Changing human behaviour as a solution to wildlife extinction


Stories of endangered and protected species from all over the world are an example that the loss of biodiversity is not a joke.

For instance in Africa alone, A-Z animals lists some species that have gone extinct because of hunting by humans and others moving after their basic needs had been destroyed.

Animals like the African bear/Atlas bear that inhabited the Atlas Mountains of North Africa from Morocco in the west to Libya in the east, the large sloth lemur that lived on the island of Madagascar and the Zanzibar leopard from Tanzania that was native to Unguja Island in Zanzibar.

All these animals are said to no longer be on the face of the earth because of human activities like target hunting and deforestation.

The foreseen interaction impacts

Human interaction with the environment can have significant impacts on animals and their habitats. Impacts like deforestation, urbanisation, and pollution are among the most significant forms of environmental degradation that can lead to habitat destruction and loss of food sources for animals.

This, in turn, can cause declines in population numbers and even the extinction of some species.

According to an Environmental Activist and Social Scientist, Shamim Nyanda, deforestation and other human activities lead to the destruction of forests and habitats of many animals, forcing them to migrate or die.

“Urbanization leads to the destruction of habitats, as cities and towns take up more space, leaving less room for animals. Pollution affects the food chain, as it contaminates the water and air, affecting the health of both animals and their prey,” Says Shamim.

Humans as “90%+” of the cause

Mankind has it self-proclaimed that humans are more intelligent than other animals. With that, it rings a bell on how many decisions are made without thinking of the other end of biodiversity.

Impact Tanzania’s Executive Director, Mr Abdul Lukindo whose initiative deals with the environment, children’s rights and education said to Tanzania Daily that researchers have proven men to be more than 90% contributors to climate change.

“The human activities that are carried out on a daily basis account for climate change. These bills from the agricultural sector and even production services in industries that contribute to emissions of harmful gases to the atmosphere causing destruction of the ozone layer thus climate change and global warming” says Lukindo.

All these are just among others including poaching, natural hazards like wildfires and others.

It is a boomerang coming back our way

Extinction of animals and species may directly be on the animals but there is more to that rope once it is followed.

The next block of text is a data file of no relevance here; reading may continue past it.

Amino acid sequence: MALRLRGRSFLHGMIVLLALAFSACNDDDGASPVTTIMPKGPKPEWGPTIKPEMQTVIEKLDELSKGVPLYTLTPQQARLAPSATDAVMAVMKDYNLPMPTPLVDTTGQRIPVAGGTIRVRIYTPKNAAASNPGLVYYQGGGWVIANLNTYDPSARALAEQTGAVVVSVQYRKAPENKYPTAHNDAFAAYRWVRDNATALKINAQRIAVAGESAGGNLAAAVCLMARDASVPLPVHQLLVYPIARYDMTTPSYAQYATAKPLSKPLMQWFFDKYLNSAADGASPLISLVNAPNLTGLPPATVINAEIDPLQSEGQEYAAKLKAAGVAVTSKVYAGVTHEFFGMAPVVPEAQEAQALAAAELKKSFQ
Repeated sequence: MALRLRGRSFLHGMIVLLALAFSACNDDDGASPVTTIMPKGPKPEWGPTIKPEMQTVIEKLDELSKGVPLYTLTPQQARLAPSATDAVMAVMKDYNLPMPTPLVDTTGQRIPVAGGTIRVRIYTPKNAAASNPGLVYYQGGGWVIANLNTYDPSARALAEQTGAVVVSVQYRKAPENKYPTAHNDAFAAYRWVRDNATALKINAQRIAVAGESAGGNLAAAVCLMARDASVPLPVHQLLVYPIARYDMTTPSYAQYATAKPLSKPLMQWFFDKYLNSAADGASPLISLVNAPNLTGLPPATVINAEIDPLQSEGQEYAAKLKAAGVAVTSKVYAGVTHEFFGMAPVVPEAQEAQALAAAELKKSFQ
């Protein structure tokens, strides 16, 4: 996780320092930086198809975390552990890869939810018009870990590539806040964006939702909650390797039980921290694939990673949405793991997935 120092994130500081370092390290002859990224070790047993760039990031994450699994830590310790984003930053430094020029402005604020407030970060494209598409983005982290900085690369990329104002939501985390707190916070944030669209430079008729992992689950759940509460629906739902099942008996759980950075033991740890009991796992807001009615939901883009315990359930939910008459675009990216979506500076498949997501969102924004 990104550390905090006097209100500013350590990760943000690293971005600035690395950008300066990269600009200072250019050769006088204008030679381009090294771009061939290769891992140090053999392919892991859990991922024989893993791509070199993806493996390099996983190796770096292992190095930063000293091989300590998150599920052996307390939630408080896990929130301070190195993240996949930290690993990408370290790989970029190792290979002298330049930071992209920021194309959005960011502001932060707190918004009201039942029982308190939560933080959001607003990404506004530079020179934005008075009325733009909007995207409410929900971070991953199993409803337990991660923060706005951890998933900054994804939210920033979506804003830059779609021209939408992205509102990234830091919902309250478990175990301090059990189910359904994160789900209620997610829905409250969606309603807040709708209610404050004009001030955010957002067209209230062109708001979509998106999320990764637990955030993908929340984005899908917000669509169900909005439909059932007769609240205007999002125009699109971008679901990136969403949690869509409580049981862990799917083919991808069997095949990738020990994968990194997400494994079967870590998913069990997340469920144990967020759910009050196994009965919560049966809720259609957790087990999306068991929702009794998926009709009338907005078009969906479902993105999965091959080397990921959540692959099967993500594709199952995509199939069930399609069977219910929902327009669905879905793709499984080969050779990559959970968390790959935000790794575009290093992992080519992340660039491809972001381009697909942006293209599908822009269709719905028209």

Mr Lukindo says the extinction of animals can disturb the tourism chain once it is not managed. Conflicts among humans and animals that lead to the killings of elephants, lions and other endangered animals could be areas for tourism stakeholders to look at.

He adds “There are animals like the Pemba Flying foxes that are among tourist attractions in Zanzibar but these animals are also on the verge of extinction due to human activities, losing them could contribute to the demise of tourism for some tourists, explorers and researchers.”

In return, it could reduce the contribution of the tourism sector to the national economy.

It needs more than one hand to achieve the goal

In the case of Tanzania, a lot is being done. From allocating more than 25% of its total area to wildlife national parks and protected areas and having penalties for poaching and utilization of wildlife hunting.

However, it needs more than what the government is doing to achieve the bigger objective,

According to USAID’s Tuhifadhi Maliasili Private Sector Engagement Manager, Dr Elikana Kalumanga, there is a need to create awareness about the wildlife corridors, especially for communities that live close to them.

“We should not talk about the areas being used for wildlife, it doesn’t make sense to the neighbouring communities, rather, we should talk about how the people can benefit by preserving them and what they have to offer for their survival,” says Dr Kalumanga.

Journalists Environmental Association of Tanzania’s (JET) Executive Director, Mr John Chikomo told Tanzania Daily, spreading awareness begins with using the right people to do so.

“We are working with journalists across Tanzania who are currently producing programs, articles and documentaries to educate people about the evils of climate change. In the long run, people will understand and act accordingly,” Says Chikomo.

According to the National Bureau of Statistics (NBS), tourism is estimated to increase due to the advertisement done by the government on the tourist destinations of Tanzania. Also, tourism tends to grow rapidly after the growth of other contributing sectors, including arts and entertainment (growth by 11.7%) and accommodation and food services (growth by 11.3%).


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